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Tudor v Spen Corner Veterinary Centre

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Last updated 7th July 2006.

In one of the first Disability Discrimination Act 1995 (DDA) decisions on ‘direct discrimination’, an employment tribunal found that the employer had made generalised and stereotypical assumptions about a claimant who had lost her sight, and was liable for direct discrimination.

Employment Tribunal, May 2006. Case no. 2404211/05.

The claimant was dismissed from her job as an animal nursing assistant and receptionist after she had a stroke in May 2005. She lost her sight in June of that year as a result of her stroke. In July, the claimant phoned her employers to inform them she was out of hospital and could resume work only to be told she had already been sacked.

The nursing assistants spent the majority of their working days performing reception duties, though the nursing duties also formed an important part of their roles.

Employment Tribunal decision

Direct discrimination

The employment tribunal held that there had been direct discrimination within s. 3A(5), for which no ‘justification’ defence is available.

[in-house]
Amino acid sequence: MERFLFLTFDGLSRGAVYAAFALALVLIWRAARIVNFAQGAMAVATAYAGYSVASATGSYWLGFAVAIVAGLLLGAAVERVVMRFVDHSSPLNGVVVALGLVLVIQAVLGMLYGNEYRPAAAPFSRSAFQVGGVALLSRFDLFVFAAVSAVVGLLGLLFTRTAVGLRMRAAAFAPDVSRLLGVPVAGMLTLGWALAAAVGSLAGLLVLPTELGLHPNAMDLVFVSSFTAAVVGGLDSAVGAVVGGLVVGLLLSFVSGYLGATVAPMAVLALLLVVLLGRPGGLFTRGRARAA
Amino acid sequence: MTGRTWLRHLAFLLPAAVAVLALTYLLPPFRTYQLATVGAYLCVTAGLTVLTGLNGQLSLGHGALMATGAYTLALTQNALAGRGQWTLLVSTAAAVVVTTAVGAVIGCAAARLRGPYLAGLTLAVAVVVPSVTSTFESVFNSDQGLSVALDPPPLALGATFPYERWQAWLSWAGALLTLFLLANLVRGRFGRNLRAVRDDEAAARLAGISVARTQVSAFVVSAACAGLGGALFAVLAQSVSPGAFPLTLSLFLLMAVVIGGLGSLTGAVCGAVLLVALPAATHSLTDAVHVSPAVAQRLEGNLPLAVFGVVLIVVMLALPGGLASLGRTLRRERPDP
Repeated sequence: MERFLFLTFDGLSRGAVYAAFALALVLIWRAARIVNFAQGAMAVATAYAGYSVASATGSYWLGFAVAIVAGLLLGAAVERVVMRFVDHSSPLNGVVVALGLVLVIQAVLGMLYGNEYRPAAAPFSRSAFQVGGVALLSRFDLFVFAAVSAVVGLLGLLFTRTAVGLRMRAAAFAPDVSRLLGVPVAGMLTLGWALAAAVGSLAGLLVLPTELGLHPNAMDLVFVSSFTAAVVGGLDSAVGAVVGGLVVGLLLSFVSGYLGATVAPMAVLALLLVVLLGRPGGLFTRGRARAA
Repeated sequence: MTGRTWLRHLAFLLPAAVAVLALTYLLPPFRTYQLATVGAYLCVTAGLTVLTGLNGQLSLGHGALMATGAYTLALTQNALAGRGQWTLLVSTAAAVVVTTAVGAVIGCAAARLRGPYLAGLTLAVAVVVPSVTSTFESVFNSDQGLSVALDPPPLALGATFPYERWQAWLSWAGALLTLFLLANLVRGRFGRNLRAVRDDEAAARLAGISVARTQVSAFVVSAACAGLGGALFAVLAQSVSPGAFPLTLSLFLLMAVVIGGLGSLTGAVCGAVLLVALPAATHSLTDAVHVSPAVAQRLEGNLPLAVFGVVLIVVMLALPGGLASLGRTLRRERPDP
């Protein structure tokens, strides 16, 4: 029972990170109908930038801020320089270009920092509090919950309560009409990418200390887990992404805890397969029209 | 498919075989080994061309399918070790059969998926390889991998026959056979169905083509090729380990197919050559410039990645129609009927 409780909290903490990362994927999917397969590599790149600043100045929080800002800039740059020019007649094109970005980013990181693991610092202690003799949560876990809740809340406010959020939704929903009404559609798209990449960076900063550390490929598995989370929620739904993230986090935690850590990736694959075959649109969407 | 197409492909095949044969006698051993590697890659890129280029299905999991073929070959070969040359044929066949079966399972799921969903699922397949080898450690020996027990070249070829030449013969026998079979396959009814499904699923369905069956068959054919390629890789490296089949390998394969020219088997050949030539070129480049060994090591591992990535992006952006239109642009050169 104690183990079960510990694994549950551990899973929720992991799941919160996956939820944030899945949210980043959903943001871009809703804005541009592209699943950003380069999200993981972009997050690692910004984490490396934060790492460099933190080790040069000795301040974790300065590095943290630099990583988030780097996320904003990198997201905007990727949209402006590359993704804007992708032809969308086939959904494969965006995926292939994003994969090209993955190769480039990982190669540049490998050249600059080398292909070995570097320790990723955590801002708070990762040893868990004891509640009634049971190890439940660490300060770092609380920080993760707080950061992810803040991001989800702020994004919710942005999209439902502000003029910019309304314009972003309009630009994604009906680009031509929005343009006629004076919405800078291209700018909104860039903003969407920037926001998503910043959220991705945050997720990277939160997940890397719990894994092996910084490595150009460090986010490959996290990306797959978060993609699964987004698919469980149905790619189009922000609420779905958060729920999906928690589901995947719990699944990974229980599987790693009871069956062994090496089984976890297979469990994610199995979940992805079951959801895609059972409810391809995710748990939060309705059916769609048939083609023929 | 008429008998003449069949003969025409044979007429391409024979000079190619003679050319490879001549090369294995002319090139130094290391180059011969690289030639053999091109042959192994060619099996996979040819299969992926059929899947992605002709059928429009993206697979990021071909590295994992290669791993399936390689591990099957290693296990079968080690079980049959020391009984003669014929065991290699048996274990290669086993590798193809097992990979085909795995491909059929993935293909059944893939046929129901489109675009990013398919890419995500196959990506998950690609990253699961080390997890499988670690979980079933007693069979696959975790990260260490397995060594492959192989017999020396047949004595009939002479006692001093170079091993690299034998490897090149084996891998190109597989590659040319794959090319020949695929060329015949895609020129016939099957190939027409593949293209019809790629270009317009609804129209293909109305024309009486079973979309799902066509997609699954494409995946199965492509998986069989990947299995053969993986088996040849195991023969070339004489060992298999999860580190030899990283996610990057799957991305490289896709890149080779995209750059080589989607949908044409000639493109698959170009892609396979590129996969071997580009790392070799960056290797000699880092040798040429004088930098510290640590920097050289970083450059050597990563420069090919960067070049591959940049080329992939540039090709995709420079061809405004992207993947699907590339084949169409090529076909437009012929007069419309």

The tribunal cited an example of direct discrimination from para 4.8 of the Employment Code of Practice: “A blind woman is not short-listed for a job involving computers because the employer wrongly assumes that blind people cannot use them. The employer makes no attempt to look at the individual circumstances. The employer has treated the woman less favourably than other people by not short-listing her for the job. The treatment was on the ground of the woman’s disability (because assumptions would not have been made about a non-disabled person).”

The tribunal was satisfied that the employer had made generalised and stereotypical assumptions about the claimant. The vet running the practice gave evidence that “with blindness you do not recover”, but at the time of dismissal she had no way of knowing whether this was the case or not. The vet simply assumed that the claimant would not recover her sight. Moreover she did not meet the claimant or seek any input from her before the dismissal. Further she failed to make any proper enquiries as to what reasonable adjustments might be made before dismissing the claimant.

The tribunal was satisfied that the claimant had proved facts from which the tribunal could conclude in the absence of adequate explanation that the employer had acted unlawfully. Under the rules for shifting burden of proof, it was therefore for the employer to prove that they did not so act – the employer needed to show that their treatment of the claimant was in no sense whatever on the grounds of disability (Igen v Wong). The employer had failed to discharge this burden of proof.